Hope on the horizon

Azlan Othman

Despite significant challenges this year, a global economic recovery is projected for 2021, contingent on reduced global volatility and greater multilateral cooperation to contain the COVID-19 pandemic, according to a new report by the Pacific Economic Cooperation Council (PECC).

The 15th annual State of the Region for 2020-2021 was recently released, ahead of an Economic Leaders’ Meeting hosted by the Asia-Pacific Economic Cooperation (APEC) on November 20. In 1994, APEC leaders adopted the goal of free and open trade and investment in the Asia-Pacific by 2020. This year, the 27th APEC Economic Leaders’ Meeting saw the launch of the APEC Putrajaya Vision 2040, which envisions an open, dynamic, resilient and peaceful Asia-Pacific community by 2040, for the prosperity of all people and future generations. The economic outlook for the Asia-Pacific has improved somewhat in recent months, but recovery will be uneven and fragile as the global pandemic has deepened in some places. Asia-Pacific economies are expected to shrink by about 3.1 per cent in 2020. Growth of five per cent is now expected next year which is expected to decline towards 3.5 per cent in subsequent years.

Governments have been implementing fiscal stimulus packages to assist people and businesses struggling through the difficult times. The stimulus packages vary in their magnitude – as a percentage of Asia-Pacific GDP they are approximately 10.6 per cent of the economy. For Brunei, fiscal stimulus amounts to 3.2 per cent of the economy.

PECC Secretary General Eduardo Pedrosa said, “While there is hope for a recovery in 2021, the risk of protectionism holds back investment in new jobs and innovation. It will be essential for the region to respond appropriately and decisively to restore confidence for sustainable recovery.”

Similarly, for trade, export and import figures are expected to fall by 8.6 per cent and 9.7 per cent respectively in 2020 but will rebound to 7.8 per cent and 9.2 per cent growth in 2021. However, this is unlikely to offset losses in the medium-term as the risk of protectionism and slowing trade growth have weighed in heavily on confidence for a sustainable recovery.

Efforts in poverty reduction and elimination have also been hampered by the pandemic leading to an exacerbation of income inequality in both advanced and developing economies within the region.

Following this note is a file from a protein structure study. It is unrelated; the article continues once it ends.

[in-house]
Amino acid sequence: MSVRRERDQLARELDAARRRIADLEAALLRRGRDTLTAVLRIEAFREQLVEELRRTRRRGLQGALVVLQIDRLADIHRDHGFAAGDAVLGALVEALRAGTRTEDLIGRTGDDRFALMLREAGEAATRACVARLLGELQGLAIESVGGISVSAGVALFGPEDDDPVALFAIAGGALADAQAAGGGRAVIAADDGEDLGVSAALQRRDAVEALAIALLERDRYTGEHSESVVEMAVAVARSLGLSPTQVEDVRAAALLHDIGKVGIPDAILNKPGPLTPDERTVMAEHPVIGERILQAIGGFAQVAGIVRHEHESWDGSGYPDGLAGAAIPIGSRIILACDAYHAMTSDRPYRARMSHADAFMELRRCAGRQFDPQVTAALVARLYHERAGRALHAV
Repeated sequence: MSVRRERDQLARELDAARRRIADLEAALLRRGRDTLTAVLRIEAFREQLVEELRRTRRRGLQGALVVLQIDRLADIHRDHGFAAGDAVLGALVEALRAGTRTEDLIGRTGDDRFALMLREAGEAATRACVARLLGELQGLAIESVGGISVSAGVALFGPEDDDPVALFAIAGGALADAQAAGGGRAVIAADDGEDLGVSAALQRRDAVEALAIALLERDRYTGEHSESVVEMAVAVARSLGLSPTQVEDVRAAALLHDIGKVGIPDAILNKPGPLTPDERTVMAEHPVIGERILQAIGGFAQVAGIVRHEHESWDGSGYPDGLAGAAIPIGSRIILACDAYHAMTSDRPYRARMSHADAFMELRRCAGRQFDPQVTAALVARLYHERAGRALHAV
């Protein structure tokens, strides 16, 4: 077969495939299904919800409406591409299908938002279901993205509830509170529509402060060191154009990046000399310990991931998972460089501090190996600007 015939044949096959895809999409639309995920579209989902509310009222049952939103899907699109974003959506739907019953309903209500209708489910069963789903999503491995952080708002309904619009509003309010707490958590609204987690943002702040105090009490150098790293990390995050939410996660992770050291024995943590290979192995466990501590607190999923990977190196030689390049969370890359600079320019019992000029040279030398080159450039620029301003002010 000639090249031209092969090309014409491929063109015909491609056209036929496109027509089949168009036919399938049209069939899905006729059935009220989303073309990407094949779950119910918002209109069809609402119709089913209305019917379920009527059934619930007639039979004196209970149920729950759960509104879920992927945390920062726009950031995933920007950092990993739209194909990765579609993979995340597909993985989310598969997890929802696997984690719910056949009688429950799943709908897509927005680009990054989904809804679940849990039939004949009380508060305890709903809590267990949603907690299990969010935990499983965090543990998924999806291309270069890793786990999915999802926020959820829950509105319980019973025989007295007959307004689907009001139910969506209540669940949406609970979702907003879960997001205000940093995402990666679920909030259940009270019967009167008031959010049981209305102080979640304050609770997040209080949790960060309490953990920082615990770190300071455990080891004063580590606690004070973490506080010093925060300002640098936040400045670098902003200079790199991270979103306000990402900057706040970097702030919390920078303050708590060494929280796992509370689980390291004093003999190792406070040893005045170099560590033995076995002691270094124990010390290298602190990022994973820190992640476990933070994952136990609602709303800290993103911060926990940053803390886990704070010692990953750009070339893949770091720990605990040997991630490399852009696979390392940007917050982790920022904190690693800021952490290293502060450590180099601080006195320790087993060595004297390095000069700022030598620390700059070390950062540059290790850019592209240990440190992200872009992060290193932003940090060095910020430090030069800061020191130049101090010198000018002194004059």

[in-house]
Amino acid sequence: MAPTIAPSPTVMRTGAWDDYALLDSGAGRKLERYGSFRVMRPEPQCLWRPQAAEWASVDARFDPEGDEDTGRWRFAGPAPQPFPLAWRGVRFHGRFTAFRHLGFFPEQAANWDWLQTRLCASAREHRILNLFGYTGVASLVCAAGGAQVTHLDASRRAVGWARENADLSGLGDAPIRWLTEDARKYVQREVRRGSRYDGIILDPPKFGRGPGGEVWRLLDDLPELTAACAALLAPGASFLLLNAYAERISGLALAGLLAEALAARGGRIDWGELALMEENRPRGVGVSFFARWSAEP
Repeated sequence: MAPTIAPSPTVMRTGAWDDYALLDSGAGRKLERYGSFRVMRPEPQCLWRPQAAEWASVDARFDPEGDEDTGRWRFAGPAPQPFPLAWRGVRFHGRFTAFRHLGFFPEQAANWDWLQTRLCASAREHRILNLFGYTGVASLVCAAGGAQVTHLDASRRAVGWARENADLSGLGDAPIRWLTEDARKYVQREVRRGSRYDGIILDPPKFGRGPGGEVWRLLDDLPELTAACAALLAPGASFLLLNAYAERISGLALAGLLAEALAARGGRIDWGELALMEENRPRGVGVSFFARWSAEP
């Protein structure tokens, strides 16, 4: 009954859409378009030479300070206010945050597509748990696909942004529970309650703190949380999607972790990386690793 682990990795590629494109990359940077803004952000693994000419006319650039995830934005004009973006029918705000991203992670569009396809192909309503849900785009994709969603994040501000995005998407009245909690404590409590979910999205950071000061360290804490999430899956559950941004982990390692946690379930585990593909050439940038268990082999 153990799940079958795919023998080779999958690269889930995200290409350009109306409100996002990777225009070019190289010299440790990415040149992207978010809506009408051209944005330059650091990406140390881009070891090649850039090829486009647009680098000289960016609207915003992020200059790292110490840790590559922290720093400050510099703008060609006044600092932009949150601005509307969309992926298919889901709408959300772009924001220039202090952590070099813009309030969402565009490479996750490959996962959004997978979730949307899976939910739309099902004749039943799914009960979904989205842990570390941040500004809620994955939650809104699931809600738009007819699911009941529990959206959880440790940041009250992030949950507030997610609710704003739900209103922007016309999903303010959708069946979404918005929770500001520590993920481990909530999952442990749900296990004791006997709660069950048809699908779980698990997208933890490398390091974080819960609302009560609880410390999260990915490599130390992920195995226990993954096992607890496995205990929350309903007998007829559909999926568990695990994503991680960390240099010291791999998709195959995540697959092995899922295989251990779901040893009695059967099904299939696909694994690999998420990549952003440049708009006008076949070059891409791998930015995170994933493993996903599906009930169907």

According to the World Bank, should the worst-case scenario materialise, the pandemic will wipe out all poverty reduction achievements over the past five years. A deeper discussion into social and fiscal reform is critically needed to combat these effects and align with APEC’s goals.

Foreign direct investment (FDI) has also taken a hit and is expected to drop below USD1 trillion for the first time since 2009. The impact of widespread lockdown, demand shock and policy uncertainty have affected both greenfield investment which has seen a 30 per cent drop, and cross-border M&As, which fell by 21 per cent.

Prolonged shutdown of economic activities is likely to have a larger impact on emerging economies that are reliant on foreign investment for industrial activity and infrastructure development.

PECC Co-chair Ambassador Su Ge said, “Improving connectivity was not only important for boosting growth but underpins the region’s other goals – regional economic integration, free and open trade and investment, improving the quality of economic growth, shared prosperity, and enhance resilience of development.”

Meanwhile, Vice Chair of Australia PECC Professor Christopher Findlay said, “Given the need for growth boosting initiatives after the COVID-19 crisis, a fresh look at the role that trade integration can play in boosting growth needs to be taken. The recently signed Regional Comprehensive Economic Partnership (RCEP) agreement provides welcoming momentum for trade integration.”

The PECC is a non-profit international organisation committed to the promotion of cooperation and dialogue in the Asia- Pacific. Founded in 1980, the PECC is a tripartite network of 26-member committees comprising individuals and institutions dedicated to this shared mission. As the only non-governmental official observer of APEC, PECC provides independent business and research input for the regional policy-making process.